The rapid population growth in cities, coupled with a changing climate pose great challenges for both people and nature. An integrated water management approach is required to achieve resilience while creating a livable urban environment.
The recent water crisis in Cape Town is yet another reminder of the value of urban water resilience. In this regard, GWP Mediterranean designed and leads the implementation of ‘Water for the City’, a pilot project focusing on the promotion of a holistic approach in urban water management, in the coastal city of Alexandroupolis, Northeastern Greece.
“Water for the City” is a 3-year multi-stakeholder pilot project, with a two-fold aim:
to increase water supply for the wider metropolitan city through a sustainable technical solution which optimises the existing infrastructure (the water supply dam); and
to promote green-blue infrastructure and sustainable water use by engaging authorities, stakeholders, educating students & teachers, raising awareness on the urban water cycle and efficient water use.
The main partners are the Municipality of Alexandroupolis and Municipal Enterprise of Water Supply & Sanitation of Alexandroupolis (DEYAA), while the project is financed through a $1.2million grant by the Coca-Cola Foundation. The coastal city of Alexandroupolis, with a population of approximately 85,000 inhabitants, was selected as a pilot, as it faces both salinisation of coastal aquifers and extreme weather phenomena, ranging from floods to droughts, similar to numerous cities in the Mediterranean region and beyond.
Through an integrated urban water management approach, the project offers a tangible alternative to new infrastructure, revisits the urban water cycle by integrating non conventional water resources locally, and reconsiders the way water is used and reused, through the engagement of stakeholders. Project innovations include the technical solution which increases the dam’s water capacity and also a serious game for capacity building in Integrated Urban Water Resources Management.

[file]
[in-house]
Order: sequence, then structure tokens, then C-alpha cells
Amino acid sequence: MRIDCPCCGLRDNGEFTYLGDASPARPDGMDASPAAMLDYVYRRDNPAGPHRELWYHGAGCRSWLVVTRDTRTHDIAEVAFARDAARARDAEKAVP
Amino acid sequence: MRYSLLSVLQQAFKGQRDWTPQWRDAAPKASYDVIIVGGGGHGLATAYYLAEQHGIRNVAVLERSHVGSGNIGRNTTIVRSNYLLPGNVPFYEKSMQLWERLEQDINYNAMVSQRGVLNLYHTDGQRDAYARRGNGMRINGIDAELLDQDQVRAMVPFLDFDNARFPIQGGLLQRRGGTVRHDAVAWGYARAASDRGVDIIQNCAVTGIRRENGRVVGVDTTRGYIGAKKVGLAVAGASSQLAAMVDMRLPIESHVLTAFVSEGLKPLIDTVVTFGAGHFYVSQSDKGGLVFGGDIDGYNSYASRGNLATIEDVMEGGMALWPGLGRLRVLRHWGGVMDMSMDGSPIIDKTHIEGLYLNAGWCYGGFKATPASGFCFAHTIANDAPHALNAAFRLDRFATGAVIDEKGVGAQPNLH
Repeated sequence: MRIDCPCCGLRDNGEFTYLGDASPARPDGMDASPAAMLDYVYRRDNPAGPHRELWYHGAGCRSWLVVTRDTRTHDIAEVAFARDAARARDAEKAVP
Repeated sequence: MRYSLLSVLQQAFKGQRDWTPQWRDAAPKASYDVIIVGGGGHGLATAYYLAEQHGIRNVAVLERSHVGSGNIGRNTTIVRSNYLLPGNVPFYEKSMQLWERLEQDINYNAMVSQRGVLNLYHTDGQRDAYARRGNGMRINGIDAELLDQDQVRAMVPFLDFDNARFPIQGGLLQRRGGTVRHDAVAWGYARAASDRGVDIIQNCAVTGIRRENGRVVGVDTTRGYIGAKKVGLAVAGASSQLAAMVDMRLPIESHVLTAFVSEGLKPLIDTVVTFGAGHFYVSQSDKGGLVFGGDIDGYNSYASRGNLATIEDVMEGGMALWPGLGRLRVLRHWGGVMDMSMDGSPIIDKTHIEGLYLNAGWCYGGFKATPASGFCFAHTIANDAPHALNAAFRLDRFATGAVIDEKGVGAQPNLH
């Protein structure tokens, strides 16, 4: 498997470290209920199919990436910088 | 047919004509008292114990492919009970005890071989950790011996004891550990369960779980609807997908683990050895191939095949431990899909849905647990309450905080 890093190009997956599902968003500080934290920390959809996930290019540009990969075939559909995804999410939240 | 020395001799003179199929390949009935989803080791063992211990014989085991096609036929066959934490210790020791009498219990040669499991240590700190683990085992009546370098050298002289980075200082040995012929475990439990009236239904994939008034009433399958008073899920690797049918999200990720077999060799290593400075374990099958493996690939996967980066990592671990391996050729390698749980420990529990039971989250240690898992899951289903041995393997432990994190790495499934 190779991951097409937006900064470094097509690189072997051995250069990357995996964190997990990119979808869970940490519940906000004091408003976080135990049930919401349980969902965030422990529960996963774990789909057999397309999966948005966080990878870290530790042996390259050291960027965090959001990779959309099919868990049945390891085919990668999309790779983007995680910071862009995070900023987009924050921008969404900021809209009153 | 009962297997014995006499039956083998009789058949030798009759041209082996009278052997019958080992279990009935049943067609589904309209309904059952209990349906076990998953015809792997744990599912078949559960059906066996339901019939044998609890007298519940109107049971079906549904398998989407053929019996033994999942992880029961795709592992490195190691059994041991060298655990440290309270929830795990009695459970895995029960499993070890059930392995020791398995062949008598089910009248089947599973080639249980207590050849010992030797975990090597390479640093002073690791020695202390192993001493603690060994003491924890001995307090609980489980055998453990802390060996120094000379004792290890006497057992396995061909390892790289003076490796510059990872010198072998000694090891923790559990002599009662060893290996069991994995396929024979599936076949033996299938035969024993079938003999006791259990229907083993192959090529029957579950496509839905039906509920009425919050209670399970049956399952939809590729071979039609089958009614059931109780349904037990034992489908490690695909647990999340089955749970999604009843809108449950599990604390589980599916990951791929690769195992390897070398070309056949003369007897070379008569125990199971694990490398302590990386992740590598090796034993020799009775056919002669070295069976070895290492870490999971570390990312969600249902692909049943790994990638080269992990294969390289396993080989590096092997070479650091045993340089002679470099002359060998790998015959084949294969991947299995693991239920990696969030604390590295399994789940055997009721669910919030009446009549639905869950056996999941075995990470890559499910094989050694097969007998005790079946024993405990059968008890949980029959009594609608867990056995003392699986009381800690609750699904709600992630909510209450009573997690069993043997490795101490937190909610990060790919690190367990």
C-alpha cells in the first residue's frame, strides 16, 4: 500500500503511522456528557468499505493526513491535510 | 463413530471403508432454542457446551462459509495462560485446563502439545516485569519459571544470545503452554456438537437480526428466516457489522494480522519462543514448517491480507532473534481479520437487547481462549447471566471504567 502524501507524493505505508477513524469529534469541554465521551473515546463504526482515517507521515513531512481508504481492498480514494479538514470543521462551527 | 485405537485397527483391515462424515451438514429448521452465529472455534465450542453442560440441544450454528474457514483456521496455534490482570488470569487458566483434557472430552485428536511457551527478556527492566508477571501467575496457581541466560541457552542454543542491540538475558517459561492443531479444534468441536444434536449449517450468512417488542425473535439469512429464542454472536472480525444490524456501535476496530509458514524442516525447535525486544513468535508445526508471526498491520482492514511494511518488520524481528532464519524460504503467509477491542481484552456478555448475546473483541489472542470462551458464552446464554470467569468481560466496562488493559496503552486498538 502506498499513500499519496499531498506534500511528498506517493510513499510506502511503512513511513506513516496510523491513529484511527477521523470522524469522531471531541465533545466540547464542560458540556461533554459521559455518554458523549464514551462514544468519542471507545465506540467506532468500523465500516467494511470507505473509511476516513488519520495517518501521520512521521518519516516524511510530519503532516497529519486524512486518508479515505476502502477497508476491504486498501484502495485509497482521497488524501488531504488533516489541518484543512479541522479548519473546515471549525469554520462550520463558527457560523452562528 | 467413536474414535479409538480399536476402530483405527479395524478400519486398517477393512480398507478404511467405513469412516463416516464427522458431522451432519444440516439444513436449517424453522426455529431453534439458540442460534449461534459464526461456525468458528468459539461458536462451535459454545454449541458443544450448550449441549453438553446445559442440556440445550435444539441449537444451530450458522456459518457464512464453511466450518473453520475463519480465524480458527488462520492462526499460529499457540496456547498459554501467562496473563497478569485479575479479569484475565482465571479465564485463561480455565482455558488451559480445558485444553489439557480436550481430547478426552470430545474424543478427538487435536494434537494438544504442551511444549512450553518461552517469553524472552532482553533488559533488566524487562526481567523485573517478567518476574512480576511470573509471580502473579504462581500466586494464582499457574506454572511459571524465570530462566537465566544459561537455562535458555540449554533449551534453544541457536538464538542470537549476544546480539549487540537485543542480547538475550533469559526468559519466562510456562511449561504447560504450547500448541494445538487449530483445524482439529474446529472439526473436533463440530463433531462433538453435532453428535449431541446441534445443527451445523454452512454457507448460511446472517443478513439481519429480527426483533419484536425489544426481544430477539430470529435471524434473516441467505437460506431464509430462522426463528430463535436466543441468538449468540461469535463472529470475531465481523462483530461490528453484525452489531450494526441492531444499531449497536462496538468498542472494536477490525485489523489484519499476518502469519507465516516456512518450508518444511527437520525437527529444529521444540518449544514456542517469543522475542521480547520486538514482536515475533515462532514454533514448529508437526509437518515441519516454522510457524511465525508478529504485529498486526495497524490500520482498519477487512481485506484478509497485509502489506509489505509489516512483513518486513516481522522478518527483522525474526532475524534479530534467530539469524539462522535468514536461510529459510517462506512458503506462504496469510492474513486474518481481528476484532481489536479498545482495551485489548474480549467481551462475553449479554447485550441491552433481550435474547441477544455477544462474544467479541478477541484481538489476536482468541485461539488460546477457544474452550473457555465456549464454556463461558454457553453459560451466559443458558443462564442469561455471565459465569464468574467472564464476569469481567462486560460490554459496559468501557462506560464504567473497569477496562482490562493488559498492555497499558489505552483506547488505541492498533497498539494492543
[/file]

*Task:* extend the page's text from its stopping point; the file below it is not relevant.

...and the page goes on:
Namely, the technical innovation pertains to the installation of self-standing gates in the dam spillway, a cost-efficient sustainable solution, which increases the reservoir capacity by 14% and reduces water losses due to overflow during intense rainfalls. Currently, the tendering process is underway, and the application is expected to conclude by the end of 2018.
The "Water for the City" serious game is a modern capacity building tool, which increases awareness on the challenges of urban water resilience in a context of climate change. The Game aims to promote collaboration among stakeholders – from decision makers to key users and civil society – and enable them to respond to current and future needs by implementing green - blue infrastructure solutions. This capacity building tool seeks to become a game changer in stakeholder engagement for sustainable urban water management in the Mediterranean and beyond. The first game sessions are organised for Q1 2018.
To complement the project aims, educational activities are implemented in all local schools, promoting a new water culture to contribute to a water secure future for the area. A communication campaign to engage citizens in a responsible water behavior will unfold this year, spreading the message and ways to achieve urban water resilience. More information on the project can be found here: www.waterforthecity.net